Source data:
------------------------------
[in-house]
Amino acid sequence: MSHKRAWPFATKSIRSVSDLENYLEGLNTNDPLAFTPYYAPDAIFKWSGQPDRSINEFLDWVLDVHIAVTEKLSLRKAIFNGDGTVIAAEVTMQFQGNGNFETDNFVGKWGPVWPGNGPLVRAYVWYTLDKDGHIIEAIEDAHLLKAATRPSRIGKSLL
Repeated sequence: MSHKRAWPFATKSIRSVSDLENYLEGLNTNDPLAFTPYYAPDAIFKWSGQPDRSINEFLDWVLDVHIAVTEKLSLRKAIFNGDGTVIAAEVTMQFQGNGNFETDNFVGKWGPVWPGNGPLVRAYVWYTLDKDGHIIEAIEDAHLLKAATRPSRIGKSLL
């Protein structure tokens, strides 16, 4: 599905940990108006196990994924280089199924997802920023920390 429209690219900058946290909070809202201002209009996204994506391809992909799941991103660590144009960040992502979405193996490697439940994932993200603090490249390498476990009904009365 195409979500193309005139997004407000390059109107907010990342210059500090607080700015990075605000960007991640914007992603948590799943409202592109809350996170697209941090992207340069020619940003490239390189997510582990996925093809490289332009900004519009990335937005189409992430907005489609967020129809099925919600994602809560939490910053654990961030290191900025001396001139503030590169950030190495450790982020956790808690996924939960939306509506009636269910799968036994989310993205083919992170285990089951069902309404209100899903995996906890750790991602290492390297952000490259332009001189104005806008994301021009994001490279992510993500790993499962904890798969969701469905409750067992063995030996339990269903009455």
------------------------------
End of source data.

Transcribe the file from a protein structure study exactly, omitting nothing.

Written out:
[in-house]
Amino acid sequence: MSHKRAWPFATKSIRSVSDLENYLEGLNTNDPLAFTPYYAPDAIFKWSGQPDRSINEFLDWVLDVHIAVTEKLSLRKAIFNGDGTVIAAEVTMQFQGNGNFETDNFVGKWGPVWPGNGPLVRAYVWYTLDKDGHIIEAIEDAHLLKAATRPSRIGKSLL
Repeated sequence: MSHKRAWPFATKSIRSVSDLENYLEGLNTNDPLAFTPYYAPDAIFKWSGQPDRSINEFLDWVLDVHIAVTEKLSLRKAIFNGDGTVIAAEVTMQFQGNGNFETDNFVGKWGPVWPGNGPLVRAYVWYTLDKDGHIIEAIEDAHLLKAATRPSRIGKSLL
């Protein structure tokens, strides 16, 4: 599905940990108006196990994924280089199924997802920023920390 429209690219900058946290909070809202201002209009996204994506391809992909799941991103660590144009960040992502979405193996490697439940994932993200603090490249390498476990009904009365 195409979500193309005139997004407000390059109107907010990342210059500090607080700015990075605000960007991640914007992603948590799943409202592109809350996170697209941090992207340069020619940003490239390189997510582990996925093809490289332009900004519009990335937005189409992430907005489609967020129809099925919600994602809560939490910053654990961030290191900025001396001139503030590169950030190495450790982020956790808690996924939960939306509506009636269910799968036994989310993205083919992170285990089951069902309404209100899903995996906890750790991602290492390297952000490259332009001189104005806008994301021009994001490279992510993500790993499962904890798969969701469905409750067992063995030996339990269903009455």